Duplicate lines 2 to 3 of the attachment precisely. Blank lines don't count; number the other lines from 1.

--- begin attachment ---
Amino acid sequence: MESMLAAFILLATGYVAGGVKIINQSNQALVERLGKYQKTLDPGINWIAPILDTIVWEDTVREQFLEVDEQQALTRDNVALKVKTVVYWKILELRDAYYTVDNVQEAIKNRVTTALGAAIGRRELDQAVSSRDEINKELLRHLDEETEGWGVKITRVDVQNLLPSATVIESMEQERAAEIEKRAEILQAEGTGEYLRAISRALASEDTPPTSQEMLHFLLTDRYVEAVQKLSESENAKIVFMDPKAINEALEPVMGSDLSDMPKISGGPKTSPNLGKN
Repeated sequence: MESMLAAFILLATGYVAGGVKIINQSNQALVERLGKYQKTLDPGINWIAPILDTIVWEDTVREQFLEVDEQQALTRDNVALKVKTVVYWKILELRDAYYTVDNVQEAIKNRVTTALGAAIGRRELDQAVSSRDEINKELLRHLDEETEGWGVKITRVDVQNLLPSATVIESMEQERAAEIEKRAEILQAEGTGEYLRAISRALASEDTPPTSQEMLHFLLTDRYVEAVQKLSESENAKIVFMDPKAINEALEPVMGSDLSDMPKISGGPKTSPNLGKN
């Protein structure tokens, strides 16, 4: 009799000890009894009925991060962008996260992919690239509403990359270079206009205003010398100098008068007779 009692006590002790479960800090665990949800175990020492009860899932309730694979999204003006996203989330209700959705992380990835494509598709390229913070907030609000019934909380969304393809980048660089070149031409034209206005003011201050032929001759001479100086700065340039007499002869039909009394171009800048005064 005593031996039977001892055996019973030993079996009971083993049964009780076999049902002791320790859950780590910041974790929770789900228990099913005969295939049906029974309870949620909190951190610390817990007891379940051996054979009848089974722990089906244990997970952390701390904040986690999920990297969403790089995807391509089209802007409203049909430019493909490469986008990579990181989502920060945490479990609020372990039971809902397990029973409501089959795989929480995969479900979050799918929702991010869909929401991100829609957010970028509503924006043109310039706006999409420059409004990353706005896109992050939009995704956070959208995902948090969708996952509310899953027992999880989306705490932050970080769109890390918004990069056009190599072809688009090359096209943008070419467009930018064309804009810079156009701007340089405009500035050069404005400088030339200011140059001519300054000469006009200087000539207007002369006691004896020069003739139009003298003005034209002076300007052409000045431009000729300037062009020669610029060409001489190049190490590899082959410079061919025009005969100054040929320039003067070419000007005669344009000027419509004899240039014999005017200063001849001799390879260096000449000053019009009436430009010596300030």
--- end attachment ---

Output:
Repeated sequence: MESMLAAFILLATGYVAGGVKIINQSNQALVERLGKYQKTLDPGINWIAPILDTIVWEDTVREQFLEVDEQQALTRDNVALKVKTVVYWKILELRDAYYTVDNVQEAIKNRVTTALGAAIGRRELDQAVSSRDEINKELLRHLDEETEGWGVKITRVDVQNLLPSATVIESMEQERAAEIEKRAEILQAEGTGEYLRAISRALASEDTPPTSQEMLHFLLTDRYVEAVQKLSESENAKIVFMDPKAINEALEPVMGSDLSDMPKISGGPKTSPNLGKN
């Protein structure tokens, strides 16, 4: 009799000890009894009925991060962008996260992919690239509403990359270079206009205003010398100098008068007779 009692006590002790479960800090665990949800175990020492009860899932309730694979999204003006996203989330209700959705992380990835494509598709390229913070907030609000019934909380969304393809980048660089070149031409034209206005003011201050032929001759001479100086700065340039007499002869039909009394171009800048005064 005593031996039977001892055996019973030993079996009971083993049964009780076999049902002791320790859950780590910041974790929770789900228990099913005969295939049906029974309870949620909190951190610390817990007891379940051996054979009848089974722990089906244990997970952390701390904040986690999920990297969403790089995807391509089209802007409203049909430019493909490469986008990579990181989502920060945490479990609020372990039971809902397990029973409501089959795989929480995969479900979050799918929702991010869909929401991100829609957010970028509503924006043109310039706006999409420059409004990353706005896109992050939009995704956070959208995902948090969708996952509310899953027992999880989306705490932050970080769109890390918004990069056009190599072809688009090359096209943008070419467009930018064309804009810079156009701007340089405009500035050069404005400088030339200011140059001519300054000469006009200087000539207007002369006691004896020069003739139009003298003005034209002076300007052409000045431009000729300037062009020669610029060409001489190049190490590899082959410079061919025009005969100054040929320039003067070419000007005669344009000027419509004899240039014999005017200063001849001799390879260096000449000053019009009436430009010596300030």